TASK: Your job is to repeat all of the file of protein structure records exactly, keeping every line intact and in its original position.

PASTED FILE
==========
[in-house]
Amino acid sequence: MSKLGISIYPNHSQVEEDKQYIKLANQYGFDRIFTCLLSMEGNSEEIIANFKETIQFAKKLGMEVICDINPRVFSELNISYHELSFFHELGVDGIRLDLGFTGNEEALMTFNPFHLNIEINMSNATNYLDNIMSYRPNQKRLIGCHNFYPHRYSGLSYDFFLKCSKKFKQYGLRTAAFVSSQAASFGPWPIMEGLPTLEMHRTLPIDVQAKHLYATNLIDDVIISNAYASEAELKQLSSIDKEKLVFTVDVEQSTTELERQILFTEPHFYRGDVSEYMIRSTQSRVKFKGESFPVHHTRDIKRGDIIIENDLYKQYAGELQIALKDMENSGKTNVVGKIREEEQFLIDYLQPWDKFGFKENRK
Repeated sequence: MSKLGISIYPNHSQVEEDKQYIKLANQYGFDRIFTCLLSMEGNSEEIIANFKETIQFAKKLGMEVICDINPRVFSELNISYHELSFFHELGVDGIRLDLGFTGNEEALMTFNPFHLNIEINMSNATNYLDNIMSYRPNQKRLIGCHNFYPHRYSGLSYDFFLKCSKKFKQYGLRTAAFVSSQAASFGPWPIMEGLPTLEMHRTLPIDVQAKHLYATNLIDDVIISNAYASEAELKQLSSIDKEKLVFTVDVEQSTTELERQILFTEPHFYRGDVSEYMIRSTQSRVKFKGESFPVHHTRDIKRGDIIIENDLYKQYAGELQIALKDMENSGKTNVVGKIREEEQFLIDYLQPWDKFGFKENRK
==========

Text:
[in-house]
Amino acid sequence: MSKLGISIYPNHSQVEEDKQYIKLANQYGFDRIFTCLLSMEGNSEEIIANFKETIQFAKKLGMEVICDINPRVFSELNISYHELSFFHELGVDGIRLDLGFTGNEEALMTFNPFHLNIEINMSNATNYLDNIMSYRPNQKRLIGCHNFYPHRYSGLSYDFFLKCSKKFKQYGLRTAAFVSSQAASFGPWPIMEGLPTLEMHRTLPIDVQAKHLYATNLIDDVIISNAYASEAELKQLSSIDKEKLVFTVDVEQSTTELERQILFTEPHFYRGDVSEYMIRSTQSRVKFKGESFPVHHTRDIKRGDIIIENDLYKQYAGELQIALKDMENSGKTNVVGKIREEEQFLIDYLQPWDKFGFKENRK
Repeated sequence: MSKLGISIYPNHSQVEEDKQYIKLANQYGFDRIFTCLLSMEGNSEEIIANFKETIQFAKKLGMEVICDINPRVFSELNISYHELSFFHELGVDGIRLDLGFTGNEEALMTFNPFHLNIEINMSNATNYLDNIMSYRPNQKRLIGCHNFYPHRYSGLSYDFFLKCSKKFKQYGLRTAAFVSSQAASFGPWPIMEGLPTLEMHRTLPIDVQAKHLYATNLIDDVIISNAYASEAELKQLSSIDKEKLVFTVDVEQSTTELERQILFTEPHFYRGDVSEYMIRSTQSRVKFKGESFPVHHTRDIKRGDIIIENDLYKQYAGELQIALKDMENSGKTNVVGKIREEEQFLIDYLQPWDKFGFKENRK